The Village of Holly and its Union Depot are vying for a share of $2 million to help rehabilitate and transform the building into a welcome center touting Holly’s history and celebrating the important role women past and present play in the community.
The Holly Union Depot, built in 1886, is one of 20 finalists from 19 states in the Partners in Preservation campaign. Grants from the fund will be distributed to support various projects, based on a public vote. Five votes a day can be cast for the Holly Union Depot until Oct. 29 at 11:59 p.m. The project receiving the most votes will get the largest grant. Nine finalists will receive lesser amounts. Votes can be cast at www.VoteYourMainStreet.org.
“Holly has a rich history and the Union Depot was central to the important events that occurred in Holly for more than a century and most of them involved women,” Oakland County Executive David Coulter said. “Preserving the character of our historic buildings is so important to the health of our Main Street Oakland County communities and makes them inviting places to live. I hope everyone will take a few moments every day to vote for the Holly Union Depot.”
To vote, users must log in through Facebook or an authenticated email verification method. Individuals may not sign up or log in using multiple emails or accounts. Users may cast five votes per day for the Holly Union Depot per voting session. Votes will be tallied to determine which project received the highest number of votes. Those top Main Streets will be awarded a combined $2 million in American Express funding for preservation projects.
According to a Partners in Preservation description of the Depot, it “was such a ‘people place’ that over time, millions of travelers wore depressions in the floor as they waited to purchase tickets. In the course of its history, women also developed a strong connection to the Depot; there, they distributed meals for soldiers, sent the men off to war, and welcomed them home. Of note, famous Prohibitionist Carry Nation arrived at the Depot in 1908 and became known locally for her hatchet-wielding crusades against ‘demon-rum’ in nearby Battle Alley.”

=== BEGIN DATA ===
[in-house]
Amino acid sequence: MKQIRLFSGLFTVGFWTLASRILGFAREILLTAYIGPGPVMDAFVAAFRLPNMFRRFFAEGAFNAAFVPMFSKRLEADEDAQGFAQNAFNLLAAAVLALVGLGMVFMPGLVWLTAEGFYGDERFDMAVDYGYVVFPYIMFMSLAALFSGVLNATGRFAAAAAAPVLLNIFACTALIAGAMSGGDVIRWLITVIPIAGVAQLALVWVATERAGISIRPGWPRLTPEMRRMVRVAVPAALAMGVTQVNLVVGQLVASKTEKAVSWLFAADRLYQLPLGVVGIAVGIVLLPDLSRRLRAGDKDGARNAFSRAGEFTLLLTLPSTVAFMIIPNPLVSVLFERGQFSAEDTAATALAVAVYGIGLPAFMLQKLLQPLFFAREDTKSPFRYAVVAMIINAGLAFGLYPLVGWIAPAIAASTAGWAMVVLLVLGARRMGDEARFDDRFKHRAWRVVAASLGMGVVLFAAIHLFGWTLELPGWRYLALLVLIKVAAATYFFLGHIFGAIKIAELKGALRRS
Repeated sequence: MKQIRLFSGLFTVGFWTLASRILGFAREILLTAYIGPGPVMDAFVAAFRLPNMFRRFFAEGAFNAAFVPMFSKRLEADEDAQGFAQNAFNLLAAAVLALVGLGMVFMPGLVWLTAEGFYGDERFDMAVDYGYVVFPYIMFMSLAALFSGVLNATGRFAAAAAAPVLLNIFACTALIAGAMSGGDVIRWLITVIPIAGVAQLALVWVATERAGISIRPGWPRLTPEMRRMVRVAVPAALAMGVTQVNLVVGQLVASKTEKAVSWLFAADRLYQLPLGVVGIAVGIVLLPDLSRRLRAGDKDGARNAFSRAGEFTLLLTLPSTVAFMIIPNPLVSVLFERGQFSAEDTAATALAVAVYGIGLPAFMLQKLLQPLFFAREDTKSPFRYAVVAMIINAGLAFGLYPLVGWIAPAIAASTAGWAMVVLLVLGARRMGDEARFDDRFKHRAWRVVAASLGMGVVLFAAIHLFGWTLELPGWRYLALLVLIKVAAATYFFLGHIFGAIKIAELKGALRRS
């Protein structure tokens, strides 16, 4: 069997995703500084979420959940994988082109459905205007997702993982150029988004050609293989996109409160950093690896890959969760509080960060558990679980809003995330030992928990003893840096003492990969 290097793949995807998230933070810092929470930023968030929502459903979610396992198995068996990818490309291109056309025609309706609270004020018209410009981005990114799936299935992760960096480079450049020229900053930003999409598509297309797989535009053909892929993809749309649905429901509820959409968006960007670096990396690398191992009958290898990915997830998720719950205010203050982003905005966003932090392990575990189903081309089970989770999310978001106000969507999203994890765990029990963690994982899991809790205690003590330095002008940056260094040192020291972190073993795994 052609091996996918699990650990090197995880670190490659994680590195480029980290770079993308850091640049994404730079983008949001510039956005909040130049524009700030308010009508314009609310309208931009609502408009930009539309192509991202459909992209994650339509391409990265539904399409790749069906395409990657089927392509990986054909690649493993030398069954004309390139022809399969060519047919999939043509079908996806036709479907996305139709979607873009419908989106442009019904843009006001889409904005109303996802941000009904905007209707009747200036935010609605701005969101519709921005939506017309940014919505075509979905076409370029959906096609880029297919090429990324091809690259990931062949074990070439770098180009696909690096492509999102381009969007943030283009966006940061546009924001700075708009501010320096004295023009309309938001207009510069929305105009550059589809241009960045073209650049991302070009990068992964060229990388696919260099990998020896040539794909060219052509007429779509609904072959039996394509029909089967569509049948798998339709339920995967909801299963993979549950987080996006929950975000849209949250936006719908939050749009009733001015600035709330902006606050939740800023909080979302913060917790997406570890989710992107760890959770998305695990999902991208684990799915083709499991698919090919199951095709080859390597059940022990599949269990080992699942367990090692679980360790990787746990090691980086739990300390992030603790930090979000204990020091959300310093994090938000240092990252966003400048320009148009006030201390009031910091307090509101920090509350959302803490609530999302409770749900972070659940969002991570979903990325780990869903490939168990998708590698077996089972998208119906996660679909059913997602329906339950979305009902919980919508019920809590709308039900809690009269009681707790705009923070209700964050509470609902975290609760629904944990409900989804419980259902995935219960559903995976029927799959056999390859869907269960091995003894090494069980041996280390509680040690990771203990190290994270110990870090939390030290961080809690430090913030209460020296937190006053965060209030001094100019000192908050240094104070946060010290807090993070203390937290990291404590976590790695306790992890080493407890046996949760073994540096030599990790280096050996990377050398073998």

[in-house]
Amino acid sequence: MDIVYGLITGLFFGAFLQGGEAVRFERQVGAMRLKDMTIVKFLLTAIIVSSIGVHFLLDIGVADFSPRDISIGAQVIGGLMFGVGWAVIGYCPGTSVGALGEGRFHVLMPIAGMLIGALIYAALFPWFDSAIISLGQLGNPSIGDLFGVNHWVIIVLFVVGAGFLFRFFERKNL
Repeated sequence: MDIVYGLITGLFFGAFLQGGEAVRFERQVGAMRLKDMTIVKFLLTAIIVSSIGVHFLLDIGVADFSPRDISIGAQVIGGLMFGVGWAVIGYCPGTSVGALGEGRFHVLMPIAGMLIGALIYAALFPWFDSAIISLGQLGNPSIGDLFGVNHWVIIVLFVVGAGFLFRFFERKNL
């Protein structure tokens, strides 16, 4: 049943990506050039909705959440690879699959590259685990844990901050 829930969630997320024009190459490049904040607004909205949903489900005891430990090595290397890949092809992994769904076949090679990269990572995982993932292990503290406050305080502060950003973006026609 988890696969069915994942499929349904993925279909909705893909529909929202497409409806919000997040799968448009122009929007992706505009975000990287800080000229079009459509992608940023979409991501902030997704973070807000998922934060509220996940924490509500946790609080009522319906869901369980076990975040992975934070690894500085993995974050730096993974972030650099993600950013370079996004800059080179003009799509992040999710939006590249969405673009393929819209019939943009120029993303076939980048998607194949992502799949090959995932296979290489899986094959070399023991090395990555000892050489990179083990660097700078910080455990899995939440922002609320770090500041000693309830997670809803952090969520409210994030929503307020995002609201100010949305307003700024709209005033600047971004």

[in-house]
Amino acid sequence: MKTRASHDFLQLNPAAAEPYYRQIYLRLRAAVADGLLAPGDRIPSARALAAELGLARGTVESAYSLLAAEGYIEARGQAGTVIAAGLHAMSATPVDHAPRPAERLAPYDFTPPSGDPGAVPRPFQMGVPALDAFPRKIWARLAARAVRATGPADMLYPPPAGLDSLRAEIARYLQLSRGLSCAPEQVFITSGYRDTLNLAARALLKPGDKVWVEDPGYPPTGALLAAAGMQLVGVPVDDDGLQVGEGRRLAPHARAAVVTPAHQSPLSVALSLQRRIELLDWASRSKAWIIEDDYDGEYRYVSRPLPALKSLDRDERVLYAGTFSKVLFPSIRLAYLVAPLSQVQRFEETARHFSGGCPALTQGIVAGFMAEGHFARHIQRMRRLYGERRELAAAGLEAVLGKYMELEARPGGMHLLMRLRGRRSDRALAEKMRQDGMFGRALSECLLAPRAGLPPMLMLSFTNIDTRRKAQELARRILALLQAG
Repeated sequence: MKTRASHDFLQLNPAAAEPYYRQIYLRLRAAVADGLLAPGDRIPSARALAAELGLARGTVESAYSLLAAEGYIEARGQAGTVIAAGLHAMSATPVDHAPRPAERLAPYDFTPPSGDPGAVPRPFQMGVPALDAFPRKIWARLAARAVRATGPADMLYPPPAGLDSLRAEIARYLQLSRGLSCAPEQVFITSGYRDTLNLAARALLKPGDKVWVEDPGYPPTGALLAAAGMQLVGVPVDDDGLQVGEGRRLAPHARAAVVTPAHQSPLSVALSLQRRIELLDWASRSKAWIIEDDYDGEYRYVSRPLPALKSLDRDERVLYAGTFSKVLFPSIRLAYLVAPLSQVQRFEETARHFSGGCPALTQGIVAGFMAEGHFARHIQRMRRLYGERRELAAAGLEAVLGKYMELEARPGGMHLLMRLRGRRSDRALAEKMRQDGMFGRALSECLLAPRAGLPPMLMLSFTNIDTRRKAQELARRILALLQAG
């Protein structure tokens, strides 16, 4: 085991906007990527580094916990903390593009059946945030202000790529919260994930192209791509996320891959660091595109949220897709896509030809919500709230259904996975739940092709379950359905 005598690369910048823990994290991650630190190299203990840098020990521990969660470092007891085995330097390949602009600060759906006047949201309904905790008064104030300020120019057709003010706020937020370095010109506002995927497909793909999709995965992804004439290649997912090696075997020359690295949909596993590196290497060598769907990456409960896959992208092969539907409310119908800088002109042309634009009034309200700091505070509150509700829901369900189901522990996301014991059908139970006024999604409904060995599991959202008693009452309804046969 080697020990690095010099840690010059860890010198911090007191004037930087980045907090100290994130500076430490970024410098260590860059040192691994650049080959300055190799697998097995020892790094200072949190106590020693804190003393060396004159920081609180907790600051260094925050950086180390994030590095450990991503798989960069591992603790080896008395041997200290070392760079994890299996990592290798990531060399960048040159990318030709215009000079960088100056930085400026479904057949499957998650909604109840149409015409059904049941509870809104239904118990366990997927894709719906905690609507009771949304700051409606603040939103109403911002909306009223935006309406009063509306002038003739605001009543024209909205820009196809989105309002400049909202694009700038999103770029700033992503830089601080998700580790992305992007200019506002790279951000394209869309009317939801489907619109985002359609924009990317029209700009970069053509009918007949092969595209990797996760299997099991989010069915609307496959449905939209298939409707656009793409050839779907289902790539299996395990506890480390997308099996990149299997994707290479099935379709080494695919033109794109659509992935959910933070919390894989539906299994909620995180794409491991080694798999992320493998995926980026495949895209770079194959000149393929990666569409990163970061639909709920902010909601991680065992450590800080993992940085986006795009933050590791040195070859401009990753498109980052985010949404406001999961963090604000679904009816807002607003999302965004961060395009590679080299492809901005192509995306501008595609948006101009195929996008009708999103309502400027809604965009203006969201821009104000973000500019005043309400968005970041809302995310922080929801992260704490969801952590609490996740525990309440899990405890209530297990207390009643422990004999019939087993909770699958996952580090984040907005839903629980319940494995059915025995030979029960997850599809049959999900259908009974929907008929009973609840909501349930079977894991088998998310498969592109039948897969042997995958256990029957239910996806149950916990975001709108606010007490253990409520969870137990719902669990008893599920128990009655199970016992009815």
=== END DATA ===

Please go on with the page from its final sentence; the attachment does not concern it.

Funding for Partners in Preservation comes from American Express. Supporting partners include the National Trust for Historic Preservation, National Geographic and the National Main Street Center. The current campaign seeks to uncover and raise awareness of women’s often-unrecognized contributions to American history and society.
Partners in Preservation was created by the National Trust and American Express to engage the public in preserving and increasing awareness of America’s historic places and their role in sustaining local communities. Since inception in 2006, the program has committed more than $25 million in support of more than 250 sites.
The Holly Depot was not only an economic driver for the community but a place for social interactions to occur,” said Ron Campbell, a principal planner and preservation architect for Oakland County’s Planning Division. “Its preservation will once again allow it to fulfill its purpose and its place in history.”
An open house is set for Oct. 26 from 1-5 p.m. at the Union Depot, 223 S. Broad St. in Holly. Tours will be given of the historic building during the village “Hollyween” celebration in downtown Holly. In-person voting will take place then and visitors will receive a gift.
Since 2001, Main Street Oakland County downtowns have generated over $837 million in new public and private investment, created 8,086 jobs and established 1,163 new businesses. In 2018, public and private investment totaled $50.2 million and resulted in 450 net new jobs; 60 net new businesses; and construction of more than 138,000 square feet of floor space.
Main Street is a trademarked program of the National Main Street Center in Chicago. Auburn Hills, Berkley, Birmingham, Clarkston, Clawson, Farmington, Ferndale, Franklin, Groveland Township, Hazel Park, Highland Township, Holly, Holly Township, Lake Orion, Lathrup Village, Leonard, Madison Heights, Oak Park, Ortonville, Oxford, Pontiac, Rochester, Royal Oak, South Lyon and Wixom comprise Main Street Oakland County.
Oakland County is the first and still only county in the United States to operate a full-service countywide Main Street coordinating program. It is available to the county’s 32 historic downtowns, heritage corridors and mixed-use urban centers. Every dollar invested in a Main Street program spurs $32.56 of new investment in the community, amounting to $4.65 billion nationwide in 2016.